Tester: Keep Foot-and-Mouth Disease on ‘other side of the world’

Senator’s bill bans imports from Argentina until country is disease-free

(WASHINGTON, D.C.) – Senator Jon Tester says his latest legislation is an effort to keep one of the most contagious and devastating livestock diseases "on the other side of the world."

Tester is a cosponsor of the bipartisan Foot-and-Mouth Disease Prevention Act of 2008.  The measure bans livestock and meat products from Argentina until that country is deemed to be free of the virus.

"Foot and Mouth Disease doesn't belong in any corner of the world," Tester said.  "But as long as it exists, it had better be kept on the other side of the world.  This is a smart measure that's good for Montana's cattle producers and it's good for Montana."

In 2001, an outbreak of Foot-and-Mouth Disease (FMD) led to the slaughter of most livestock in Great Britain, costing the nation some $16 billion.

Foot-and-Mouth Disease spreads easily among animals, causing severe blisters near their hooves and in their mouths.  The disease can also spread through contaminated air, packaging, vehicles, processed meat and even clothing that has been in contact with the virus.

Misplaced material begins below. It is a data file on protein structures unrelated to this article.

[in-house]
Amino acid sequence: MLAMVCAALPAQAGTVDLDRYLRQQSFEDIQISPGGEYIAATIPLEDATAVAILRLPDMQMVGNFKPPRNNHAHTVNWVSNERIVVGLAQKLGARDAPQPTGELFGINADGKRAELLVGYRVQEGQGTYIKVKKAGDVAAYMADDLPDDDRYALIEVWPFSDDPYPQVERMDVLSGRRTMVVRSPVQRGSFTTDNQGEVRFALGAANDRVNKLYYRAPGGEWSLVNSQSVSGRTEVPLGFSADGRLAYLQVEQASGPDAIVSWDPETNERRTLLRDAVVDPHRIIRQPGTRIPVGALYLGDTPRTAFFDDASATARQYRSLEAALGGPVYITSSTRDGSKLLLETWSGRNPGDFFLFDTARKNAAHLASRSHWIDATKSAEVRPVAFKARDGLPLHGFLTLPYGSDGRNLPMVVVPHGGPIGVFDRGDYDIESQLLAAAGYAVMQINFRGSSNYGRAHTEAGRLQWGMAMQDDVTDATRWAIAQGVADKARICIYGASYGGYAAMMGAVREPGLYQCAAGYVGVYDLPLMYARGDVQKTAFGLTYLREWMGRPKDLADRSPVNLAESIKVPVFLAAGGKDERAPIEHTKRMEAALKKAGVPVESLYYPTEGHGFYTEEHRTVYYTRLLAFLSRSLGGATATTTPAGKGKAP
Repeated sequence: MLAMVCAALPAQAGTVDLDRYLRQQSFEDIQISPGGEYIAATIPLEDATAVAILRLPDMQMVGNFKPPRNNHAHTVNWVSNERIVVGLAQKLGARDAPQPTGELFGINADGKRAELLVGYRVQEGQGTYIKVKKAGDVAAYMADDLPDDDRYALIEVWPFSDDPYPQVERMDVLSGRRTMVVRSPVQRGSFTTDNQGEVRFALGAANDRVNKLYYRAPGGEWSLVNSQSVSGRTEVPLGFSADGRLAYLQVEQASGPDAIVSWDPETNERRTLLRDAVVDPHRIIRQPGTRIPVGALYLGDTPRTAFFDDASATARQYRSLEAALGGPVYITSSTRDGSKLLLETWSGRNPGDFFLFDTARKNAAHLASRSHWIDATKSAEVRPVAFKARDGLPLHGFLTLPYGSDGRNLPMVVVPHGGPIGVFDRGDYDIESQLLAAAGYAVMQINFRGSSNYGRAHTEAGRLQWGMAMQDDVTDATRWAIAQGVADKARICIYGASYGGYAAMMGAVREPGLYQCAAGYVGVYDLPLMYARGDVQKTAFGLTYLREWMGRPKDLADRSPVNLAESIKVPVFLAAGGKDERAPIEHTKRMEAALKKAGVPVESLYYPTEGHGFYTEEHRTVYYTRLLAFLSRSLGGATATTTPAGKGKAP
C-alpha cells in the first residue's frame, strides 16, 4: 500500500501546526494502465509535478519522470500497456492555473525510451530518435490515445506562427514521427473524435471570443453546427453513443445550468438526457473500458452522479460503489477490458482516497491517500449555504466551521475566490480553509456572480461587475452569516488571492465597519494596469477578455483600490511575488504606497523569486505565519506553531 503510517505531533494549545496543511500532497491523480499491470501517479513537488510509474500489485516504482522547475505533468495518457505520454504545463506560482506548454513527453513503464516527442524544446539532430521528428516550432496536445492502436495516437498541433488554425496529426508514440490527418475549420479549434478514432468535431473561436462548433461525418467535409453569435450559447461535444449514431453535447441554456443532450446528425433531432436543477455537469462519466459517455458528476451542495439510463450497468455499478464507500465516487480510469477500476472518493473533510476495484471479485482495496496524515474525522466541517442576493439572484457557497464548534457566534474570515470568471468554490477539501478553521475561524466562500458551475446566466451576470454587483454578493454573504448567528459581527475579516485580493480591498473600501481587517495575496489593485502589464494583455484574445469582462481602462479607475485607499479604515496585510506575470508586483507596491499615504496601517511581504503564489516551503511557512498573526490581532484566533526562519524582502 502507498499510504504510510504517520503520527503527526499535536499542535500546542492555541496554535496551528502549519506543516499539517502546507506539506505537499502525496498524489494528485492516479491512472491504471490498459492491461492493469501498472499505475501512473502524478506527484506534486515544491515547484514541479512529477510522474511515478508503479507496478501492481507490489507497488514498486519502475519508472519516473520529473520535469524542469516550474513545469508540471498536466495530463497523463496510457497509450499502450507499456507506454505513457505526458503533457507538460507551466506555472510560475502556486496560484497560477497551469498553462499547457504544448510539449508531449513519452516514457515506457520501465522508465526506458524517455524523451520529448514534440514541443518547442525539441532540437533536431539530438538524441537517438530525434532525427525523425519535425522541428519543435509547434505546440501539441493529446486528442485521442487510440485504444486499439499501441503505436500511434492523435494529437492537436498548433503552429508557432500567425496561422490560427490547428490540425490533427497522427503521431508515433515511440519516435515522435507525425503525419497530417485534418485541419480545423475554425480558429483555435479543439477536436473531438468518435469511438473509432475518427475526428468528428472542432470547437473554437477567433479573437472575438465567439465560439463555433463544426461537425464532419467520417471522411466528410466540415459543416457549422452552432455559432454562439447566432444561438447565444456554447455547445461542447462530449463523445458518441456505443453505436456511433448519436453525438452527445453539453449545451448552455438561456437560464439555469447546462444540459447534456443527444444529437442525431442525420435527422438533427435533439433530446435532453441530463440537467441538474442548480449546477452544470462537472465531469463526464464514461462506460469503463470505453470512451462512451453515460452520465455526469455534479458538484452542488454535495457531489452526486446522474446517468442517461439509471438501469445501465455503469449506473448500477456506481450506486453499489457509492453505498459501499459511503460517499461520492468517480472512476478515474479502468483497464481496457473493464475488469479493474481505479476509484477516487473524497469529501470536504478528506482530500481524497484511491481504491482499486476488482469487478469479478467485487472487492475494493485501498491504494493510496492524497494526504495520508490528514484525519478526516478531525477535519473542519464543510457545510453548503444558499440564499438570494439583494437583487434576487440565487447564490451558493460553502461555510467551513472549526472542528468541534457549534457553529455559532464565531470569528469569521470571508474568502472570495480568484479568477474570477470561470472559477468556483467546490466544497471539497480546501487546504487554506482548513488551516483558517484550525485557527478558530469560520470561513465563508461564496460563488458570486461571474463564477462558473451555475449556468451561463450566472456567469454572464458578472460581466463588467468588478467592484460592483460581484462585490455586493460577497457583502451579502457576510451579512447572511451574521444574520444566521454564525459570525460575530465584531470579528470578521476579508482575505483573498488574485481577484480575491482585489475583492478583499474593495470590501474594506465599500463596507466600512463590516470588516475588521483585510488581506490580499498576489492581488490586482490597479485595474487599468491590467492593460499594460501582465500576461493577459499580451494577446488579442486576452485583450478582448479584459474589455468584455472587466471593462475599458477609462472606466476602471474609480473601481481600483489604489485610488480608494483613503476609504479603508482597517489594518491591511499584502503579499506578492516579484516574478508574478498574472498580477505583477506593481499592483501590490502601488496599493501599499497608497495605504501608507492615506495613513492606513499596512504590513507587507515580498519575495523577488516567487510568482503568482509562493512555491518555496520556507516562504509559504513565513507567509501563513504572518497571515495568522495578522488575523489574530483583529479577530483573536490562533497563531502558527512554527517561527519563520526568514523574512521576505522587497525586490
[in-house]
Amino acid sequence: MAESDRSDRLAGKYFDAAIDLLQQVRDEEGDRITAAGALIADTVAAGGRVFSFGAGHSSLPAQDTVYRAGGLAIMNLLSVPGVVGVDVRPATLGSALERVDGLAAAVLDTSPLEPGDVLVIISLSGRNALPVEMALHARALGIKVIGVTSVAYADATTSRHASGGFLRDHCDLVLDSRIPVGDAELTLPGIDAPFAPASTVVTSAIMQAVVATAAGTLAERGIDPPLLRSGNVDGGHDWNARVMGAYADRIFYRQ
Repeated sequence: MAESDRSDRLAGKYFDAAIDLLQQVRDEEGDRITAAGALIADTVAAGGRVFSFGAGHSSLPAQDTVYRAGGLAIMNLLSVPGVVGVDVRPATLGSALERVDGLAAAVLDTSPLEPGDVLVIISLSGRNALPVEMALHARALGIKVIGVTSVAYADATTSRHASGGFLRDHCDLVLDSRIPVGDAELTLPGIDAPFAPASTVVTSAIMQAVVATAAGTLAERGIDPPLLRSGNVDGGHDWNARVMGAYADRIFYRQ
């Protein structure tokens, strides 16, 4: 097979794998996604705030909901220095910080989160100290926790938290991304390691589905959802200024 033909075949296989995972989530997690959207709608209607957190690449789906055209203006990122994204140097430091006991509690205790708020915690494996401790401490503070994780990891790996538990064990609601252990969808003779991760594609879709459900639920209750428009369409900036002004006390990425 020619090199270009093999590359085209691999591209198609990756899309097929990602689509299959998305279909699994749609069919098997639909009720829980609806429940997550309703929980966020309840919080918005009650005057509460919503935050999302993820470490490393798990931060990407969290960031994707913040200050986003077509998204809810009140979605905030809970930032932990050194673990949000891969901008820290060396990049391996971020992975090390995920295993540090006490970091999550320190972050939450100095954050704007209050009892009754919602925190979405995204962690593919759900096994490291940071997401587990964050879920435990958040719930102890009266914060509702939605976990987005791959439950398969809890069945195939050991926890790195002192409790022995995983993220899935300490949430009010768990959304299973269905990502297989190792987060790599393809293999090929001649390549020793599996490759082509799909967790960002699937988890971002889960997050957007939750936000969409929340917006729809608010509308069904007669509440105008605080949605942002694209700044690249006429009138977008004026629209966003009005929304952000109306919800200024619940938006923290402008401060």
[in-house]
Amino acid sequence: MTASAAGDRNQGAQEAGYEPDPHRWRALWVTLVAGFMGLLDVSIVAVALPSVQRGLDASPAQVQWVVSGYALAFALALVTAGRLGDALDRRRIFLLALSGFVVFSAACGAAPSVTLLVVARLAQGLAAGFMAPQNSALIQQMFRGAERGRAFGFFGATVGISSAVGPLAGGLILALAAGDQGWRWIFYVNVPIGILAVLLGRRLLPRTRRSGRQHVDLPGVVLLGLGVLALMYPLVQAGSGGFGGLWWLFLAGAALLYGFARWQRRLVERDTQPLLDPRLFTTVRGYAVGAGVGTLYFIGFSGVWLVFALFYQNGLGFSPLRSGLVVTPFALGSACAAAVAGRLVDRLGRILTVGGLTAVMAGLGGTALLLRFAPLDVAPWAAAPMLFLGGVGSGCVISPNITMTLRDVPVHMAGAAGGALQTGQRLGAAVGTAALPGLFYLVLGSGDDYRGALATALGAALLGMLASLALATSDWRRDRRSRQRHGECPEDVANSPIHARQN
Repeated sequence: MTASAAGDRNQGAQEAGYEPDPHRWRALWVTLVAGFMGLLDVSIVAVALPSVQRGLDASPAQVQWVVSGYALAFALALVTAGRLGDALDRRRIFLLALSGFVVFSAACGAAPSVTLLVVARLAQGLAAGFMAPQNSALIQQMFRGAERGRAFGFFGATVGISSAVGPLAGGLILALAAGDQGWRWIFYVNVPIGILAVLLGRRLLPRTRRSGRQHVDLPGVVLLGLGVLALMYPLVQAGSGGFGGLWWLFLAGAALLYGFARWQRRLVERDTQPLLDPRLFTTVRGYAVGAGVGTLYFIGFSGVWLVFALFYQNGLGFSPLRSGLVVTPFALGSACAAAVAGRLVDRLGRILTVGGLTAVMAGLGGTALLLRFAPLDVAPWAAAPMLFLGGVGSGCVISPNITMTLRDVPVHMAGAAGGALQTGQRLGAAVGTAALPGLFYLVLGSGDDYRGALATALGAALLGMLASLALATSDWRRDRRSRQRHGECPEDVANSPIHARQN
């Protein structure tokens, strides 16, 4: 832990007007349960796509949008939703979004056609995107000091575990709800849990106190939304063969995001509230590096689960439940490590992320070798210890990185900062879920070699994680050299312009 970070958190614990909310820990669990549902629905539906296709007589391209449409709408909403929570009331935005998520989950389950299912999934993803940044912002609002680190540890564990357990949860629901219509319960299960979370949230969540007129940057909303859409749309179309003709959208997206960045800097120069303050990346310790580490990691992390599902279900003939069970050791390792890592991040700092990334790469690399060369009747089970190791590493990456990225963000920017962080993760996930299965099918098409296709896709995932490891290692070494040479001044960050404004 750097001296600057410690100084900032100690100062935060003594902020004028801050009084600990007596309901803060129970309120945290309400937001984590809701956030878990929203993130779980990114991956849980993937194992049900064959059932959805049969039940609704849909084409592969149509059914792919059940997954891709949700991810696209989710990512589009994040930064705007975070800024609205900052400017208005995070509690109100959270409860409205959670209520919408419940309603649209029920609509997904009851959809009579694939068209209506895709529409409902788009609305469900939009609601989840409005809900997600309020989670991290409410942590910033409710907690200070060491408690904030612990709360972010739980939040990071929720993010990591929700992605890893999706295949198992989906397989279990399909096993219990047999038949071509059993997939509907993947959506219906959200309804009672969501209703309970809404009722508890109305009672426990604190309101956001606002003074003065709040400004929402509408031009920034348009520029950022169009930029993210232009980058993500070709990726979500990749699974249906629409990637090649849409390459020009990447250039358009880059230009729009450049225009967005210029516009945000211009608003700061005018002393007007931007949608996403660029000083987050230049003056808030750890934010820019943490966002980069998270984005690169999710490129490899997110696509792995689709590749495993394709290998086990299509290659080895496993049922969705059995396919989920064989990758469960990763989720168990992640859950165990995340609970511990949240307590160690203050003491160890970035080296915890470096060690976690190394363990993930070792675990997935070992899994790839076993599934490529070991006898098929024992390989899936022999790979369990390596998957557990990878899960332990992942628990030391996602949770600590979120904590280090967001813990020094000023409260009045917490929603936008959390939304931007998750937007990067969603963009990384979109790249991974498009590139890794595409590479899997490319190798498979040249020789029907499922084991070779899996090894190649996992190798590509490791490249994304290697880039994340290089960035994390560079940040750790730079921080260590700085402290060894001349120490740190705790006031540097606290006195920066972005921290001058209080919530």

R-CALF USA, a Billings-based organization that represents independent U.S. cattle producers nationwide, is a longtime supporter of the Foot-and-Mouth Disease Prevention Act of 2008.

"This is common sense legislation that will go a long way in protecting the viability and profitability of America's cattle industry," said Bill Bullard, CEO of R-CALF USA.  "There's no room for error when you have to deal with a disease like Foot-and-Mouth.  The sponsors of this legislation recognize that the most effective prevention measure against this highly contagious disease is to ensure that it is not imported into the United States from countries where FMD is known to exist or was recently detected. We appreciate all the hard work that went into getting this measure to Congress, and we'll keep working hard to get it passed into law."

Earlier this year, the U.S. Department of Agriculture proposed allowing livestock and meat imports from southern Argentina, despite an outbreak of Foot-and-Mouth Disease in the northern part of the country.

Tester worked across party lines with several other western Senators to spearhead a letter to Agriculture Secretary Ed Schafer outlining their concerns over the proposal, and Argentina's ability to control and track its livestock.

The Foot-and-Mouth Disease Prevention Act of 2008 is S. 3238, introduced by Senator Tim Johnson, D-S.D.  Wyoming Senators Mike Enzi and John Barrasso are also cosponsors the legislation.